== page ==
Most firms would benefit from a better corporate narrative. At base, it is a way of giving everyone who works with or for the company a shared sense of purpose, and for customers and others to understand what the company is trying to achieve.
The problem is that, at a time when near constant change makes this kind of message so important for discouraged and unsure employees, companies find it harder than ever to create a single, compelling story that cuts through the noise. And this isn’t good because inconsistent messaging about a company’s identity and direction can make the company appear at best disorganized and at worst disingenuous.
Why It’s Hard to Create a Company Story
Corporate communications teams – who are normally charged with coming up with a corporate narrative – tend to focus their energy on making the story itself perfect. And for good reason: they need a narrative that defines the company vision, inspires employees and others, but that doesn’t become irrelevant at the first shift in strategy, new acquisition, or change of senior executive.
The problem, however, is that the crucial part to making a success of the corporate narrative is what happens after you’ve written it: embedding it into the company culture. There are three reasons why companies struggle with this.
Lack of consensus: Communications team face an uphill battle to unify different perspectives and work around group dynamics to build a single narrative. At most companies, the corporate narrative is conceptualized, constructed, and approved by just a few individuals who often express conflicting or differing ideas.
Lack of understanding: Just having a corporate narrative does not guarantee its use; employees need to embrace the story and put it into action. Among those employees who are aware of the corporate narrative, 51% choose not to use it in their messages, according to CEB analysis.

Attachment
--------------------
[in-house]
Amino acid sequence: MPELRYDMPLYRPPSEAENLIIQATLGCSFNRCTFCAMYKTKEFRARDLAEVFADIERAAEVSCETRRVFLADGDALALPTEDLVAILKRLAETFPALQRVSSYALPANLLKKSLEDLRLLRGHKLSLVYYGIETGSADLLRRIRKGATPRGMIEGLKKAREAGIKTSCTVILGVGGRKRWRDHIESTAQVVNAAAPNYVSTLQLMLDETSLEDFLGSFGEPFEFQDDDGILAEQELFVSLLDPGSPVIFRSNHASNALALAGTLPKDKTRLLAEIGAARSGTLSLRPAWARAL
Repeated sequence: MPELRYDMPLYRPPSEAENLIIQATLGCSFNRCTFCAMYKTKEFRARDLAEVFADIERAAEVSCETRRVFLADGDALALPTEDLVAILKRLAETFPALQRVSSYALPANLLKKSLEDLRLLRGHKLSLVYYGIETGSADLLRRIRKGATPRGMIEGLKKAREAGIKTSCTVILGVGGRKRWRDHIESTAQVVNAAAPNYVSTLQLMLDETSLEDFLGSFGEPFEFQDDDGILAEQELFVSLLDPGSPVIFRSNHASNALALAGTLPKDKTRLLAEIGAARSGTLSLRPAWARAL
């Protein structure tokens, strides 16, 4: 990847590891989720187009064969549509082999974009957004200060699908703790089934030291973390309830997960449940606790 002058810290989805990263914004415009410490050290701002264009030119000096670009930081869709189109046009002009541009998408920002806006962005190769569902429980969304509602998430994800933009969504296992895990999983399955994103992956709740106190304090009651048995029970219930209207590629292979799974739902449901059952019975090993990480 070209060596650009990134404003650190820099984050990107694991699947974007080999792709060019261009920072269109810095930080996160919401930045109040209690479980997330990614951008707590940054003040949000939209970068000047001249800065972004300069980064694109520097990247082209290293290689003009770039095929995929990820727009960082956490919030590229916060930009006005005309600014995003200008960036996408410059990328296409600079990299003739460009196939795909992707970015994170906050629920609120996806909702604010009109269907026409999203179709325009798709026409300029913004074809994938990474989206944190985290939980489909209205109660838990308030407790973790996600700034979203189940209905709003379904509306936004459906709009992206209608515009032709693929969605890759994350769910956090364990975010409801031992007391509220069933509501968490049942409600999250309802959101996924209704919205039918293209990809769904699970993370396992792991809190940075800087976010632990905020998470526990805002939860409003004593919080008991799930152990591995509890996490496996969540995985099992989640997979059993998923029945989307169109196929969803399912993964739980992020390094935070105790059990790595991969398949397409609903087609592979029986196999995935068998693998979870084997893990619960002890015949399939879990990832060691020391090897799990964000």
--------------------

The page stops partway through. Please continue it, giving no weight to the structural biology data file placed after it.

The problem is a lack of understanding about the context for the narrative. Business leaders should help employees understand the shared behaviors, mindset, and language that defines the company’s vision.
Lack of widespread use: Contrary to expectations, the majority of employees who use the corporate narrative are not within communications or marketing. Employees in virtually all functions have the potential to communicate using the corporate narrative but this only works if the narrative reflects what they believe and do.
Three Steps to Get the Corporate Narrative Working
There are three ways for companies to get everyone to speak the same corporate language.
Incorporate user understanding: Business leaders cannot create corporate narratives by the usual market landscape, customer interviews and brainstorming sessions. The narrative must explain the company’s story, its vision for the future and how it wants to get there. As such, leaders must build a consensus about the narrative and ensure it reflects the everyday jobs and beliefs of the people who use it, not just the executives who developed it.
Supplement the narrative: An essential part of corporate narrative is supporting materials (e.g. FAQs) that offer opportunities for continued improvement. Workshops, conferences, and training are all parts of companies’ efforts to create a corporate narrative that employees can use and understand.
Make sure the message is compelling: A good corporate narrative sparks a personal connection with the company by focusing on the human context, not the business. And as in all human relationships, it requires honesty and reciprocity. Company leaders must create content to communicate the narrative internally (e.g., CEO speeches, intranet, news articles) and engage in a real dialogue with employees.